The blossoming bromance that once seemed to occur between US President Trump and French President Macron seems dead and buried after the latter’s Secretary of State blasted the US President for critical tweets over the weekend.
Paris wants US President Donald Trump not to interfere with the domestic policies of France. This is what Foreign Minister Jean-Yves Le Drian said on Sunday in the French press.
In particular, this Saturday the American head of state has tweeted for the second time in a week about the (violent) protest of the "yellow vests" in France. He associated a "very sad day and night for France" directly to the ‘Paris Agreement on Climate Change.’
At that moment, US President Trump stated: “The Paris Agreement isn’t working out so well for Paris. Protests and riots all over France. People do not want to pay large sums of money, much to third world countries (that are questionably run), in order to maybe protect the environment. Chanting “We Want Trump!” Love France.”
He then followed up a few hours later with: “Very sad day & night in Paris. Maybe it’s time to end the ridiculous and extremely expensive Paris Agreement and return money back to the people in the form of lower taxes? The U.S. was way ahead of the curve on that and the only major country where emissions went down last year!”
Related coverage: Yellow Vests – French Government Blames Moscow For "Fake Social Media" Revolt
This was clearly not received well by the French government. Via its Minister of Foreign Affairs (Secretary of State) Mr Jean-Yves Le Drian, the White House was urged in pretty harsh terms to refrain from interference in the domestic policy of France.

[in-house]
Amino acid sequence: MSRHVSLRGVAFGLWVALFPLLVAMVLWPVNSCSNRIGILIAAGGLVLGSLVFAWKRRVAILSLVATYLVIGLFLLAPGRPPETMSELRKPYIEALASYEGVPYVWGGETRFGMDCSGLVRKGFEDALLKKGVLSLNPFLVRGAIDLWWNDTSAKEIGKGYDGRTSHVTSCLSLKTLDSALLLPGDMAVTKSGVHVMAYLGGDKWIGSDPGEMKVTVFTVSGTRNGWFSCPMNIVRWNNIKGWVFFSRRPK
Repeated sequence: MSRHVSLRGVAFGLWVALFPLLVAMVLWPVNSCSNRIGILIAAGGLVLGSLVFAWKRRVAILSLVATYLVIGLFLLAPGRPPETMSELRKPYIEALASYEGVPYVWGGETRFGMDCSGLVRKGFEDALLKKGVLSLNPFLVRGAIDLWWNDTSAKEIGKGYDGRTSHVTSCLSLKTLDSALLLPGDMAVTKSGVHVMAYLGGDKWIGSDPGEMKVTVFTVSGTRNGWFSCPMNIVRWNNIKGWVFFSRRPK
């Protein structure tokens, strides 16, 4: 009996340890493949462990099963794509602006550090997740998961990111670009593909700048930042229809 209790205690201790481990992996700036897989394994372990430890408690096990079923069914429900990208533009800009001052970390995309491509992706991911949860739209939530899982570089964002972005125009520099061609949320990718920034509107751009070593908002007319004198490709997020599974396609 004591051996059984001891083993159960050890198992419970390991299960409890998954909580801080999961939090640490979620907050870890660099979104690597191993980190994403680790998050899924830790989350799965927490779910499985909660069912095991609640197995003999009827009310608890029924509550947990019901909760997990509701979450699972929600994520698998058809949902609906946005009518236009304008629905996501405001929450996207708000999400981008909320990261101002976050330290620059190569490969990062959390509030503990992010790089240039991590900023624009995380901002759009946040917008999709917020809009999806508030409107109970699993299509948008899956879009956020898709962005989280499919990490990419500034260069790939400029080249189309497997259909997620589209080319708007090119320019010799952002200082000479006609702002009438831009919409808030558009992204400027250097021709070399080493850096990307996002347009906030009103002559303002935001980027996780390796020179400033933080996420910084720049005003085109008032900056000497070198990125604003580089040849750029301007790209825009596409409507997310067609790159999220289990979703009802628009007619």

Minister Le Drian said: “The yellow vest demonstration was not protesting in English, as far as I know. I say to Donald Trump, and the President of the Republic tells him too: we do not take part in American debates, let us live our life in our country.”
He furthermore reminded the French public that most Americans disagreed with US President Trump over his decision to walk away from the 2015 Paris climate agreement.
Mr. Le Drian furthermore stated he was "worried" about democracy and institutions in France when he heard a certain number of statements made by members of the opposition parties which explicitly referred to calls for "uprising" and “revolution”.
French President Macron is expected to address the worries of the protesters in the days to come. It remains an open question whether this will stop them from continuing their disapproval of his government though.
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